Recommended Reading: The New York Times’s feature on Dana Spiotta. “When Dana Spiotta was working on her fourth novel, Innocents and Others, she sat beneath a huge bulletin board pinned with her sticky notes and research materials: lists of relevant words (passion, transformation, intimacy) and ‘seeing’ devices (zoetrope, stereoscope, camera obscura), and photographs of Orson Welles, Jean-Luc Godard and the Maysles brothers. ‘It’s like walking into the book,’ Spiotta told me. ‘You feel it all around you.’” To prepare for her upcoming release, revisit our review of Stone Arabia.
Hat tip to Melville House’s Dustin Kurtz for sharing The Gates Notes with the world. Now you can read real book reviews written by America’s wealthiest man. That’s almost as good as reading real book reviews written by one of the world’s most powerful conservative fundraisers.
“I should probably write a few words about 2015, but the year is stale now, rung out like a damp dish rag and left to dry in the cold, dour winds of some rundown burg blasted off the map by poverty and overcast. 2015 has been recorded, logged, and filed away as History, and as an American, I abide by my country’s allergy to revisiting History.” Catapult’s Mensah Demary on the tradition of New Year’s resolutions.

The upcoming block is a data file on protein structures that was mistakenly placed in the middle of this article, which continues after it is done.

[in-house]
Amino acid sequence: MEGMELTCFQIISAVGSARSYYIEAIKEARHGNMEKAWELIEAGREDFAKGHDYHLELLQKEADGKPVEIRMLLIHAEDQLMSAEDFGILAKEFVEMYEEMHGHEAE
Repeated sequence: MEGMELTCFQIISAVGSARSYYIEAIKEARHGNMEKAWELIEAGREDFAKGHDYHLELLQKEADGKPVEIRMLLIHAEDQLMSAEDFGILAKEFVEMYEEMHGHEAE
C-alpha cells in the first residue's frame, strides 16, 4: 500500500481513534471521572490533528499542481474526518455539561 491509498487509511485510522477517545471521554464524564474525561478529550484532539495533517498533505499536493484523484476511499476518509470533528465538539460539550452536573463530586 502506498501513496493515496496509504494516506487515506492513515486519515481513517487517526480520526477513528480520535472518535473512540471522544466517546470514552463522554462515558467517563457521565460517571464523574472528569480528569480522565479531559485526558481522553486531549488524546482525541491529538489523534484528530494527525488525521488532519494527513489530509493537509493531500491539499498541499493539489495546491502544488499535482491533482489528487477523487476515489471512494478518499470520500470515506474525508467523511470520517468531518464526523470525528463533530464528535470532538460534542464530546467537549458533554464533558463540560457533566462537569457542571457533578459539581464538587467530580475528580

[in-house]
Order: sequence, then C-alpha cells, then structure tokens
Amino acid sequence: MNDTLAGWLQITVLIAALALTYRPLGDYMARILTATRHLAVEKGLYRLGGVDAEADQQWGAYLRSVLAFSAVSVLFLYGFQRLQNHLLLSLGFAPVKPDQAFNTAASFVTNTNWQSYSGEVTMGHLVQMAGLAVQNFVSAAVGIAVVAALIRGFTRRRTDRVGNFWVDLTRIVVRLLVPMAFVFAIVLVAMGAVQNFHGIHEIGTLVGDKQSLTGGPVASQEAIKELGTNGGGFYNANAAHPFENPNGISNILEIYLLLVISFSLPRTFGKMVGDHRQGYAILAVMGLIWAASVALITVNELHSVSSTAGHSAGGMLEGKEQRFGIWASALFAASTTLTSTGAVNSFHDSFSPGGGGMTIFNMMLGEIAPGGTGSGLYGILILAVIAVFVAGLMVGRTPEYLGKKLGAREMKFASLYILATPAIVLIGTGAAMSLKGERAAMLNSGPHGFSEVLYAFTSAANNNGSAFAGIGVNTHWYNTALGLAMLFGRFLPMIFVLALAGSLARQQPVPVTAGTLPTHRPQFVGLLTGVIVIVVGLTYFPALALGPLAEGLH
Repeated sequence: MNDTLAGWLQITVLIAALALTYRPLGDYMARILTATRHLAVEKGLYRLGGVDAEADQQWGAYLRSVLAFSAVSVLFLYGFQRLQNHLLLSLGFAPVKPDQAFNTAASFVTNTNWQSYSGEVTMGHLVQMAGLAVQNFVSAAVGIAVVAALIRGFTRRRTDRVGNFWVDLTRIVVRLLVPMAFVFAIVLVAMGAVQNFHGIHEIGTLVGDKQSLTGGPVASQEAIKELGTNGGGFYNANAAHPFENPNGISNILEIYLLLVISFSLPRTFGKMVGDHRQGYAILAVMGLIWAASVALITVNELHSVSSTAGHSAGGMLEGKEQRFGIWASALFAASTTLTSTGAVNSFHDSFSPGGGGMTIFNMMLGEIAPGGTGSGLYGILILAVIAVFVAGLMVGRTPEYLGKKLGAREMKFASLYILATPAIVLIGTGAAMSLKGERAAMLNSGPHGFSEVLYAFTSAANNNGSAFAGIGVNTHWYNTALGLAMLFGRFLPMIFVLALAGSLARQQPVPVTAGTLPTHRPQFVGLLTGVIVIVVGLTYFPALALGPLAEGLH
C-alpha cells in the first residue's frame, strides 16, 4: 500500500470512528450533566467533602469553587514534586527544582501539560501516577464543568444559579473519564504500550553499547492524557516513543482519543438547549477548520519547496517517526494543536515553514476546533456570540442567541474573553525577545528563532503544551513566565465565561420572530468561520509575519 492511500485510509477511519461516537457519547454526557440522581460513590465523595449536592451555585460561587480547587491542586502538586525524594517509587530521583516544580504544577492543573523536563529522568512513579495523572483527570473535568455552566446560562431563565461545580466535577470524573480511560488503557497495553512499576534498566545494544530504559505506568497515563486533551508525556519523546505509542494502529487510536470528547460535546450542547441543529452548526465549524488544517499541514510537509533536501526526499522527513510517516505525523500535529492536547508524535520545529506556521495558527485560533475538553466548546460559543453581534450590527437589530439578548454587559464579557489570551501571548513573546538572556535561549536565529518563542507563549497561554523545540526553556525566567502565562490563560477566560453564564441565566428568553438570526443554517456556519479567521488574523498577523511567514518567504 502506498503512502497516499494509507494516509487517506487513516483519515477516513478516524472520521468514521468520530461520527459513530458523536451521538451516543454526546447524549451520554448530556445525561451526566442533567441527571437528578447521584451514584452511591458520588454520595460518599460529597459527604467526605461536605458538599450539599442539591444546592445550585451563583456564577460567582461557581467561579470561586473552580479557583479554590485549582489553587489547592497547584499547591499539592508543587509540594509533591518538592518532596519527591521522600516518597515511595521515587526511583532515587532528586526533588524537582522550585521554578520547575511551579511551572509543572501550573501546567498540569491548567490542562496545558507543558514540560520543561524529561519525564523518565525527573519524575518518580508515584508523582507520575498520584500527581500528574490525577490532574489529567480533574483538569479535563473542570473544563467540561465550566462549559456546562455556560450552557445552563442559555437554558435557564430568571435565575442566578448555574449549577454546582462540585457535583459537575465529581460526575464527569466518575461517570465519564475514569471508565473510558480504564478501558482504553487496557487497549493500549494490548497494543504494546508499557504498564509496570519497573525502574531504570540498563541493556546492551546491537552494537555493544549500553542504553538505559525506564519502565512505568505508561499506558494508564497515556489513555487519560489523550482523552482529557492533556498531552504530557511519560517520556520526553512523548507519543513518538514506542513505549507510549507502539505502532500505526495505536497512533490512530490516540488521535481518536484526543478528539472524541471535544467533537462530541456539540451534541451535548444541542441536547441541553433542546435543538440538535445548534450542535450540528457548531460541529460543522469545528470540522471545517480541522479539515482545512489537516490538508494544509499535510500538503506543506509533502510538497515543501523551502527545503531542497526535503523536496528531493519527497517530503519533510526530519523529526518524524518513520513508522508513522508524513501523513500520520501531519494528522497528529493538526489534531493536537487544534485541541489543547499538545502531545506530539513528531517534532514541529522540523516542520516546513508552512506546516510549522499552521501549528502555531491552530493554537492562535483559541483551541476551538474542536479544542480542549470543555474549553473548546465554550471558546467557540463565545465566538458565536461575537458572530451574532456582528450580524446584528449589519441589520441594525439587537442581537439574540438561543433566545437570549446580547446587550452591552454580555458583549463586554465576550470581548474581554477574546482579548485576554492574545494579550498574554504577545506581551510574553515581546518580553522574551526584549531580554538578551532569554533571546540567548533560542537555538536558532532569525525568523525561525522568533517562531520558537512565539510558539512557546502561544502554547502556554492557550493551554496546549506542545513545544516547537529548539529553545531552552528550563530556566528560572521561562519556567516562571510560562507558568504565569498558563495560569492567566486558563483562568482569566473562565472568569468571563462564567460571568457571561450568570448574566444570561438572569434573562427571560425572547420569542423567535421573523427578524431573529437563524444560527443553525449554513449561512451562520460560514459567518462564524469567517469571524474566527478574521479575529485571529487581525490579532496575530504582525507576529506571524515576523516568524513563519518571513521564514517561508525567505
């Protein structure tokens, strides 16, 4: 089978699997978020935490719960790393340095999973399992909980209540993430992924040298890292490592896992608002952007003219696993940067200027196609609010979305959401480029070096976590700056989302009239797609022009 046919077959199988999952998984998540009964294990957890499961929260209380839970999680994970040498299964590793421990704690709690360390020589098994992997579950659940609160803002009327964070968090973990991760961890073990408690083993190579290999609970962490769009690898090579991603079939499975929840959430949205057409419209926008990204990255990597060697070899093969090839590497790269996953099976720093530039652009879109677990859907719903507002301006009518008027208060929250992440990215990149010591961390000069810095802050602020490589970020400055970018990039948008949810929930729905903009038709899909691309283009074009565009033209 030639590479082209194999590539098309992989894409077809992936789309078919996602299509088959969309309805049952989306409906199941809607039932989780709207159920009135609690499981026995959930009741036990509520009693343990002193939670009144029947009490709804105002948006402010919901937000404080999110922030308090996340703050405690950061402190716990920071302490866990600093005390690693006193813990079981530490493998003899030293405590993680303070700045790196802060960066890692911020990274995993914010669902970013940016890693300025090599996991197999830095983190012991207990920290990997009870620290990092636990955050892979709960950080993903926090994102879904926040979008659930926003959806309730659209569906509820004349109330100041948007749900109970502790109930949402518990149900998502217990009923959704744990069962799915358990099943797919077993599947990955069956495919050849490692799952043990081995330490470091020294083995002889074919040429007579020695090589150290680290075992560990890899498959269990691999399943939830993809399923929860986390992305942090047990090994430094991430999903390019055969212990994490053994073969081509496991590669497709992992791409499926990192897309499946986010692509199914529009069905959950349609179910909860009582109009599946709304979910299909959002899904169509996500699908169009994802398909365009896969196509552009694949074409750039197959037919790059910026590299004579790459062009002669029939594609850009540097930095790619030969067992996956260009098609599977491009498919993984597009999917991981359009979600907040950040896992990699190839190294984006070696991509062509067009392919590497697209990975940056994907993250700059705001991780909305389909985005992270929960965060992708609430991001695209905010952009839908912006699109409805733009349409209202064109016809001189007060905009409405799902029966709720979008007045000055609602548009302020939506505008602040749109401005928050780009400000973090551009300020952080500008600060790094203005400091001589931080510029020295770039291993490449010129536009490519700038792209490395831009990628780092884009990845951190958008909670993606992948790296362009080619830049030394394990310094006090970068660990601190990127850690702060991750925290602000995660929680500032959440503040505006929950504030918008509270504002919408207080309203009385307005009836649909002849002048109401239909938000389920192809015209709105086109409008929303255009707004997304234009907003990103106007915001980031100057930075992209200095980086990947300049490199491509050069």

“Like reading, love works in roughly the same way every time, but the details of any given case are irreducibly particular, and it’s in the details that everything happens.” Lidija Haas on Elif Batuman’s debut novel, The Idiot. (You could also read our review by Virginia Marshall.)
Don’t worry, everybody — Anita Thompson, widow of gonzo journalist Hunter S. Thompson, has finally returned the prized pair of antlers that Thompson stole from the Idaho home of Ernest Hemingway, himself. The antlers, which he stole while in Idaho on assignment reporting on Hemingway’s suicide, had hung in Thompson’s garage for the past fifty-four years.
Few people have heard of Iceberg Slim, but that doesn’t mean he hasn’t been important. His autobiography, published in 1967, tells the story of his life as a pimp, and one of his novels, Trick Baby, was made into a 1972 movie. He’s been called “the Mark Twain of hip-hop.” At Salon, Scott Timberg talks with Justin Gifford, the author of a new biography of Slim.